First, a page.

Now that gagan has exported and distributed his key, I\'ll send him my
key (named abc.asc) so he can send me encrypted messages.

[gagan:~]$ cat abc.asc
- -----BEGIN PGP PUBLIC KEY BLOCK-----
Version: GnuPG v1.2.6 (GNU/Linux)
Comment: For info see ",1] ); //-->You need a User-ID to identify your key;
the software constructs the user id
from Real Name, Comment and Email Address in this form:
   "Heinrich Heine (Der Dichter) "
Real name: Gagan D. Public
Email address:
Comment: Potential
You selected this USER-ID:
   "Gagan D. Public (Potential) "
Change (N)ame, (C)omment, (E)mail or (O)kay/(Q)uit? o
You need a Passphrase to protect your secret key.
Enter passphrase:
We need to generate a lot of random bytes. It is a good idea to perform
some other action (type on the keyboard, move the mouse, utilize the
disks) during the prime generation; this gives the random number
generator a better chance to gain enough entropy.
...
[gagan:~]$
Gagan is prompted for his name, email address, comment, and passphrase.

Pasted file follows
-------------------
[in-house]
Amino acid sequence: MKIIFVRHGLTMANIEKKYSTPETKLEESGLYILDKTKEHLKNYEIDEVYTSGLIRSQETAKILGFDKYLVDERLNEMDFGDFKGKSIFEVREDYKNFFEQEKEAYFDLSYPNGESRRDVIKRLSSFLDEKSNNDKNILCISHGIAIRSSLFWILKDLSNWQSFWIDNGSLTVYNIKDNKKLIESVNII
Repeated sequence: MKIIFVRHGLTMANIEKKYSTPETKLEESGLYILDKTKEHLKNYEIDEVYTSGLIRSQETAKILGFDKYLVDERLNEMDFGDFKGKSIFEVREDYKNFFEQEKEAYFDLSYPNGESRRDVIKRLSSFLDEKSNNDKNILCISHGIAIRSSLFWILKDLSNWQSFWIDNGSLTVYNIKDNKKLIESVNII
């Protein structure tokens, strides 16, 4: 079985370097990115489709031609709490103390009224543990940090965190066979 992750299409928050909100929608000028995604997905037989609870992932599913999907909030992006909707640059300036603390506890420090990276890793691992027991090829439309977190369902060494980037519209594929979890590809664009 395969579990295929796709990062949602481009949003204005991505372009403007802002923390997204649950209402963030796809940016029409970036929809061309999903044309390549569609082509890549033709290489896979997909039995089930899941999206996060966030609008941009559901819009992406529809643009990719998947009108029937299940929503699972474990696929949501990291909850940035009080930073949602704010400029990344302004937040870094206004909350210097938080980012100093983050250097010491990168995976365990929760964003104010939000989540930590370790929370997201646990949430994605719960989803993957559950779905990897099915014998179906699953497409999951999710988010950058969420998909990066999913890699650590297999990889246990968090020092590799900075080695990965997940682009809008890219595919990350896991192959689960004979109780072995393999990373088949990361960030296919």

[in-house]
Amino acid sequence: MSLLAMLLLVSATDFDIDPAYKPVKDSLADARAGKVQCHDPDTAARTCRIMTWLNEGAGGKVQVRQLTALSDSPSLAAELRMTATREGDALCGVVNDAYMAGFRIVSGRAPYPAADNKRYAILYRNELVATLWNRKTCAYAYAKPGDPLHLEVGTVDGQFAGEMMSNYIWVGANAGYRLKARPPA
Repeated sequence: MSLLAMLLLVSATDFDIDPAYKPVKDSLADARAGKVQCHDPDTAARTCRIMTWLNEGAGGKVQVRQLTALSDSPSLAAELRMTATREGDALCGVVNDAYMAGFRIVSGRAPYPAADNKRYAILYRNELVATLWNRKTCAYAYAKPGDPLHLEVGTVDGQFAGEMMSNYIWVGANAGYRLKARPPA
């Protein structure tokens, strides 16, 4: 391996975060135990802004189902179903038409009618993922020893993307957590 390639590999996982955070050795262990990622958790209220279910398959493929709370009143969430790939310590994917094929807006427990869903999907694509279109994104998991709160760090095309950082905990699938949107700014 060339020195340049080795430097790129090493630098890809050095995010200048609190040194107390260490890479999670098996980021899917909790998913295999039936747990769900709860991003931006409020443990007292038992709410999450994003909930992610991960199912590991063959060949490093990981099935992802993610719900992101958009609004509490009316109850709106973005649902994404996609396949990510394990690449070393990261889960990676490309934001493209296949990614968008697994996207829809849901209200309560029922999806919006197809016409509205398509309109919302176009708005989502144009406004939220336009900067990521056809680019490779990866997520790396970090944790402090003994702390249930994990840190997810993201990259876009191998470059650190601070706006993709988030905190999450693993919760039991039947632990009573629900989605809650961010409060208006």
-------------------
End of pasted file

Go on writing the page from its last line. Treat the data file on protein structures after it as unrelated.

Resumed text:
GNU Privacy Guard then starts generating the keys.
Once a pair of keys is generated, Gagan needs to make his public key
available so others can send encrypted messages to him. This is done
with the "--export" option to the gpg command. The key is exported as a
binary file, which isn't suitable for emailing, so the "--armor" command
will ASCII armor the key. The key is also sent to stdout, to send the
output to a file, use the "--output" option as follows:

[gagan:~]$ gpg --armor --output pubkey.asc --export

Now that gagan has exported and distributed his key, I'll send him my
key (named abc.asc) so he can send me encrypted messages.

[gagan:~]$ cat abc.asc
- -----BEGIN PGP PUBLIC KEY BLOCK-----
Version: GnuPG v1.2.6 (GNU/Linux)
Comment: For info see
http://www.gnupg.org
mQGiBDfYgxcRBAClzpK+9KxwE4Njl2B4z3yTyiFXwEGFteJu3FM4u//CQwQAnXvk
gVRy0gmHUnkxFj2yK+BFkcjaNmRZbSKcTZXsO27cv63TAQw8oNKWYzDThiFKvpB2
Srsh3ipp+qOcmk1IQXu5hmL80Xx2F0Wwl95p8uLeCkepBVC8gr4awpRHswCgz3YR
EfUAhjYPgklzGdqkKxUD23MEAJAF5GYXwVxfzPZcgxOs1jpUel60wLXXQaDRmJ7i
mlhBwU/j6DmDeI0tASWrtgt8mS90/PYBj1sSRzH7SqcWtUySMjypX/BEIQHNWZTn
I/TXSC8Wn+SPXcqTPIEEZnJJuZTWFujoHzZgu3ARqtDFMi7Rt3SPCFRBrTwoykZX
ztXMA/9kGAmQkdO9wpxRR9uXI5Stx3BMRipbI/msK3pxCXO2A5EaQADsVB/83joW
3rpApg/9HL6HwGMO6Qbh55rjbpBkaH0q0VK52aTt259PqtbE86jiPNxo3XR62UH2
bhWfAnm6IPBQ+EE7vQmglTo5WbIljykKx+Q5FvY9o7vBJSYeJ7QkUmljaCBKYW5r
b3dza2kgPHJpY2hAc2F0dXJubGluay5jb20+iFUEExECABUFAjfYgxcDCwoDAxUD
AgMWAgECF4AACgkQhSdZBHa/b61NXACgnfDwwAg3Oc/pFTFLajsJETx52K4AoK1f